Scientist Alun Hubbard and an assistant descend into a glacier while studying the Greenland Ice Sheet, the 3km-thick mass of ice that covers 80 per cent of Greenland. It contains 10 per cent of the world’s resources of fresh water and its complete melting would raise global sea levels by seven meters.
Greenland – Been There

“It would be a waste of time even looking for you!”

Photo by Justine Evans

Greenland – Been There “It would be a waste of time even looking for you!”

As my plane descends into Kangerlussuaq, Greenland’s largest international airport, I get my first sneak peak of the massive ice sheet that covers the island from head to toe.

Kieran Meeke
Kieran Meeke Travel Writer

Most of the town’s population of 500 works at the airport and Kangerlussuaq’s cluster of functional buildings sprawl close to the runway boundary fence. There is only one road out of town, built by Volkswagen for testing cars under extreme conditions and leading to the edge of the Ice Sheet. Reaching it after a 90-minute drive in a rugged four-wheel-drive truck, I find it is hard to grasp the scale of what I am looking at. It is a landscape of cliff face, broken rocks, valleys, frozen waterfalls and peaks – but all made from ice shining blue-white in the weak northern sun. It is truly desolate, ever changing and still marked “Unexplored” on maps.

This extraordinary cliff of blue ice is a last remnant of the ice sheet that covered the Earth during the Ice Age and is more than three-km high at its thickest. It contains ten percent of the world’s resources of fresh water and the best estimate is that it would raise global ocean levels by seven meters if it melted.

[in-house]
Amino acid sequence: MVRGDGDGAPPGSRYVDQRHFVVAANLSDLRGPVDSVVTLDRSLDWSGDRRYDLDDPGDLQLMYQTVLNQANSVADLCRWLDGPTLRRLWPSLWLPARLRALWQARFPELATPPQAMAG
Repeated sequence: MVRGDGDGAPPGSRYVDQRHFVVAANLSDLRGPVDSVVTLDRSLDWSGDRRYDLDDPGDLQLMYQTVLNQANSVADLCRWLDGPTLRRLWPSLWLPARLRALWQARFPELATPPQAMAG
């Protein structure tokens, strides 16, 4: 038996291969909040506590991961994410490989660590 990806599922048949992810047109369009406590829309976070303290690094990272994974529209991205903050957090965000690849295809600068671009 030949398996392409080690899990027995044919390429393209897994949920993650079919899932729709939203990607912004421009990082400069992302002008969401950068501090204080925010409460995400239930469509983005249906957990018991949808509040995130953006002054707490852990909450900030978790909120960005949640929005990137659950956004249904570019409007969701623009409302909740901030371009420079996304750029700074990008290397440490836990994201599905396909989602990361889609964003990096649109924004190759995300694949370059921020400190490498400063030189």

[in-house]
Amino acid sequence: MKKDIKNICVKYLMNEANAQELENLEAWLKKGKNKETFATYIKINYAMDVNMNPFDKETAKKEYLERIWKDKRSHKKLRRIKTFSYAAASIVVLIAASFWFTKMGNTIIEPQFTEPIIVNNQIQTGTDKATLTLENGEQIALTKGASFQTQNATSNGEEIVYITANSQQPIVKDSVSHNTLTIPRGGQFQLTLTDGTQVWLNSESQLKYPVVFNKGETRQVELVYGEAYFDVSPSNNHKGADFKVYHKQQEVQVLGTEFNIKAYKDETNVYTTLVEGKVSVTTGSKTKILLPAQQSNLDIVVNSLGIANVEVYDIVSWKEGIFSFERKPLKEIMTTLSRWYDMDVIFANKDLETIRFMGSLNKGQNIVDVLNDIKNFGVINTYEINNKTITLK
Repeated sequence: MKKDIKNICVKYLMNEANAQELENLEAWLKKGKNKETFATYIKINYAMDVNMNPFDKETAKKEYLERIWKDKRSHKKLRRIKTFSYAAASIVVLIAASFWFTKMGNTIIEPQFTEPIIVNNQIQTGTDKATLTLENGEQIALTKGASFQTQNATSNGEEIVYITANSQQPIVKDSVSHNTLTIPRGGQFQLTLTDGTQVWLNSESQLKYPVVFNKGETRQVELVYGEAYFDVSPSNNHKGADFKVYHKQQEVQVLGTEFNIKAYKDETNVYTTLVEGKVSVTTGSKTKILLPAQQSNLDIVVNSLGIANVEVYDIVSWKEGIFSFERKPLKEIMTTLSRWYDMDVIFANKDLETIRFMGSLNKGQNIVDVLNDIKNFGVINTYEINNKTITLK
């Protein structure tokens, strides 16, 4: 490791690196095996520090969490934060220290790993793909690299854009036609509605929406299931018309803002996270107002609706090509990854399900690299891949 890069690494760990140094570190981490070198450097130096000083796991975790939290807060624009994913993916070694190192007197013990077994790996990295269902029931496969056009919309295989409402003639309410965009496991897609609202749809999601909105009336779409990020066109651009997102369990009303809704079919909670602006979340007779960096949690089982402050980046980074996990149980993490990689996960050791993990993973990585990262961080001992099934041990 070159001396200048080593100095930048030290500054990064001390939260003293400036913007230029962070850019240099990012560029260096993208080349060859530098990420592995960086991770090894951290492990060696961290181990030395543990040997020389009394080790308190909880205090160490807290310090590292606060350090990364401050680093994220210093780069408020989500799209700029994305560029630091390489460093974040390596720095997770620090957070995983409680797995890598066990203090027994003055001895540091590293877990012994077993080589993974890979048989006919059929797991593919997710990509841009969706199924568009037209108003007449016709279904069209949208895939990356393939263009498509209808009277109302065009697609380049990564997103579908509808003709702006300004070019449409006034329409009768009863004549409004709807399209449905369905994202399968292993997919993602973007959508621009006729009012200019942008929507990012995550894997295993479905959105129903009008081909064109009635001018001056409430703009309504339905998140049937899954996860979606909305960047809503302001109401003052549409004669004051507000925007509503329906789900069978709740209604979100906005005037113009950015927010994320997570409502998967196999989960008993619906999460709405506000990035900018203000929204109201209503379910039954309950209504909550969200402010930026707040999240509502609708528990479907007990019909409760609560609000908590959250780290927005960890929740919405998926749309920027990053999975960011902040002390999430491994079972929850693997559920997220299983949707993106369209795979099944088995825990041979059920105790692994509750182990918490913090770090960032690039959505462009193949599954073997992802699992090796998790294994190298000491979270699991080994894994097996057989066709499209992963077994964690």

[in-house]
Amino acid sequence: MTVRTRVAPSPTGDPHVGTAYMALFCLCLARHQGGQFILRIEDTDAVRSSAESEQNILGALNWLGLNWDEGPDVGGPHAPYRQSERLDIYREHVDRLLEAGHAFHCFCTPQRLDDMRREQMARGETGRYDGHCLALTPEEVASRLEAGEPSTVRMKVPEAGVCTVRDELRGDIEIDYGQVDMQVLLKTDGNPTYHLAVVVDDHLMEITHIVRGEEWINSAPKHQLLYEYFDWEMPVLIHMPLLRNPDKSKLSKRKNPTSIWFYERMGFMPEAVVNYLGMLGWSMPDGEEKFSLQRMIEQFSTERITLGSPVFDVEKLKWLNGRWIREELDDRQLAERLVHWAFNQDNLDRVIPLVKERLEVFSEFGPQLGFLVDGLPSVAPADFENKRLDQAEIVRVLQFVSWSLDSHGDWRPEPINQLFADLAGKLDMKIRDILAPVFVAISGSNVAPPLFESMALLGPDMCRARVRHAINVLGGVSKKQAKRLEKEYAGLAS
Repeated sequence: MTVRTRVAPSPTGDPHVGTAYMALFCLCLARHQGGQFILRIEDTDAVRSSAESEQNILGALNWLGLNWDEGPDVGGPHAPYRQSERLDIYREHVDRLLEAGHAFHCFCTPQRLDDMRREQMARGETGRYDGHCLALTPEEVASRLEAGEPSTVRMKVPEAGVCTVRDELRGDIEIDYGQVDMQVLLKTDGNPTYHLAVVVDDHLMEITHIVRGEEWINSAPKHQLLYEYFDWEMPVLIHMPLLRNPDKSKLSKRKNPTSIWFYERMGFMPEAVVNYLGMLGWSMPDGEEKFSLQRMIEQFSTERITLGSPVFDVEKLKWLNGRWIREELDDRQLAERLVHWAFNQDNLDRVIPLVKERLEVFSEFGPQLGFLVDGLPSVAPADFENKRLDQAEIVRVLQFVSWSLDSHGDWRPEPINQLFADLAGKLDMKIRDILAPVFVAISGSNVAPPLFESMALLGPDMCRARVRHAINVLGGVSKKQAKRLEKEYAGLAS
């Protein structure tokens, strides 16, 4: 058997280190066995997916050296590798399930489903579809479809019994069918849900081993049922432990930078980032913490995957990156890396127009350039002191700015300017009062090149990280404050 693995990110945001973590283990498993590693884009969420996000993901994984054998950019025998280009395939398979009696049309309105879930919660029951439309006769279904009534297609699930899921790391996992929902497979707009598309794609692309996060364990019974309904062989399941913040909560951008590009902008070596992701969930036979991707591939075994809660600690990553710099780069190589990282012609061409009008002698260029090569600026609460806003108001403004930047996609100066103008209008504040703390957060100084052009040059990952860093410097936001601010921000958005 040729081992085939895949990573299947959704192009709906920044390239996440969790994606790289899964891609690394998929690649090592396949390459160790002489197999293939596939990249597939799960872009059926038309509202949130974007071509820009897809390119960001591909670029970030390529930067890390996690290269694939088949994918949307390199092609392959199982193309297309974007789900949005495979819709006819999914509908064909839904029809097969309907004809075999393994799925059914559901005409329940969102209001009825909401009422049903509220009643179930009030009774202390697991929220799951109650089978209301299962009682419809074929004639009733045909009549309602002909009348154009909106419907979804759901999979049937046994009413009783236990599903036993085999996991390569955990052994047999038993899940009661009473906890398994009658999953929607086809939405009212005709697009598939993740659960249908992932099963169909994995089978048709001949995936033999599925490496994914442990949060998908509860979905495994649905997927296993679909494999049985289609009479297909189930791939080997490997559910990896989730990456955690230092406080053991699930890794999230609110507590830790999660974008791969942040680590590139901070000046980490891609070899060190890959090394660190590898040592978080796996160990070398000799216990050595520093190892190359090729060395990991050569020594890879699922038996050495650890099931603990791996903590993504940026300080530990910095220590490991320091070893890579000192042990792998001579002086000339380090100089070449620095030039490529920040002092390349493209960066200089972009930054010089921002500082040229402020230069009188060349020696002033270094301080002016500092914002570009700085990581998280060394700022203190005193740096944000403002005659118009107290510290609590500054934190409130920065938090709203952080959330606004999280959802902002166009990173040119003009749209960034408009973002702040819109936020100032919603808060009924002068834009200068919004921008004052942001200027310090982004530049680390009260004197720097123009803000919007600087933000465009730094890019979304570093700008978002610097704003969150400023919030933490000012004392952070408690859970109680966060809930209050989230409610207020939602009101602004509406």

“There are few places like this left on earth,” says my friend Hans. “We are a short distance from an international airport and a small town, yet you could walk in there and never be seen again. It would be a waste of time to even try looking for you.”

For the first time, you can earn a commission on every travel booking you make. Learn more now!

greenland5809s-4798-copy

Thousands of adult seals are killed annually by hunters such as this one near Tiniteqilaq in East Greenland but the large seal population is not under threat. Most remote communities depend on seals for survival, with the meat being the national dish and the skins sold for making hats, gloves and furs. Photo by Peter Adams

Peter Adams

Peter Adams

Canon 1DS II

Aperture
ƒ/6.3
Exposure
1/125
ISO
125
Focal
165 mm

Thousands of adult seals are killed annually by hunters such as this one near Tiniteqilaq in East Greenland but the large seal population is not under threat. Most remote communities depend on seals for survival, with the meat being the national dish and the skins sold for making hats, gloves and furs.

Other stories about Greenland